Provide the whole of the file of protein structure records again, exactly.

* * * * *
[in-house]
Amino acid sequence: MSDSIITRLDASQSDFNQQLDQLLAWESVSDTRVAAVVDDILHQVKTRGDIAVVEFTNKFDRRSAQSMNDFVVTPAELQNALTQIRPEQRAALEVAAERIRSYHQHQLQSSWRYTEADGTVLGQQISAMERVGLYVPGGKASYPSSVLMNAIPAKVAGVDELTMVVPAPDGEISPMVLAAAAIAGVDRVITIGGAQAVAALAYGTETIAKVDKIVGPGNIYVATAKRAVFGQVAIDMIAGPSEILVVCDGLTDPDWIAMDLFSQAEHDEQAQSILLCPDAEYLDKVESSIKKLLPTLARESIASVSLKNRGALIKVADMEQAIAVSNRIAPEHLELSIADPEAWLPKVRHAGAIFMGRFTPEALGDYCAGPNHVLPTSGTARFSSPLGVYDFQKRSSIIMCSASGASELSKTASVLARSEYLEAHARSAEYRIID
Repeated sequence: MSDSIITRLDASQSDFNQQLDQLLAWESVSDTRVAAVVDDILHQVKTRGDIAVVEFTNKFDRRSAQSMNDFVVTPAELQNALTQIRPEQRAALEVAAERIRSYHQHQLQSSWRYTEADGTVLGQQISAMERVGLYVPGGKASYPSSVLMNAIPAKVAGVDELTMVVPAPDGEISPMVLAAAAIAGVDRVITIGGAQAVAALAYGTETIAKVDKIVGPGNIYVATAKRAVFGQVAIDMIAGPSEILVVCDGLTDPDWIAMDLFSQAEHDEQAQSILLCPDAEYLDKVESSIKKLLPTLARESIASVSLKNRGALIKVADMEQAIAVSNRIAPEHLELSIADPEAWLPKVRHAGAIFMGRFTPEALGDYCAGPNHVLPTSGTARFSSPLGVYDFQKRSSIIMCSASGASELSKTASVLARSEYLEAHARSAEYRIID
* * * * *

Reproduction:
[in-house]
Amino acid sequence: MSDSIITRLDASQSDFNQQLDQLLAWESVSDTRVAAVVDDILHQVKTRGDIAVVEFTNKFDRRSAQSMNDFVVTPAELQNALTQIRPEQRAALEVAAERIRSYHQHQLQSSWRYTEADGTVLGQQISAMERVGLYVPGGKASYPSSVLMNAIPAKVAGVDELTMVVPAPDGEISPMVLAAAAIAGVDRVITIGGAQAVAALAYGTETIAKVDKIVGPGNIYVATAKRAVFGQVAIDMIAGPSEILVVCDGLTDPDWIAMDLFSQAEHDEQAQSILLCPDAEYLDKVESSIKKLLPTLARESIASVSLKNRGALIKVADMEQAIAVSNRIAPEHLELSIADPEAWLPKVRHAGAIFMGRFTPEALGDYCAGPNHVLPTSGTARFSSPLGVYDFQKRSSIIMCSASGASELSKTASVLARSEYLEAHARSAEYRIID
Repeated sequence: MSDSIITRLDASQSDFNQQLDQLLAWESVSDTRVAAVVDDILHQVKTRGDIAVVEFTNKFDRRSAQSMNDFVVTPAELQNALTQIRPEQRAALEVAAERIRSYHQHQLQSSWRYTEADGTVLGQQISAMERVGLYVPGGKASYPSSVLMNAIPAKVAGVDELTMVVPAPDGEISPMVLAAAAIAGVDRVITIGGAQAVAALAYGTETIAKVDKIVGPGNIYVATAKRAVFGQVAIDMIAGPSEILVVCDGLTDPDWIAMDLFSQAEHDEQAQSILLCPDAEYLDKVESSIKKLLPTLARESIASVSLKNRGALIKVADMEQAIAVSNRIAPEHLELSIADPEAWLPKVRHAGAIFMGRFTPEALGDYCAGPNHVLPTSGTARFSSPLGVYDFQKRSSIIMCSASGASELSKTASVLARSEYLEAHARSAEYRIID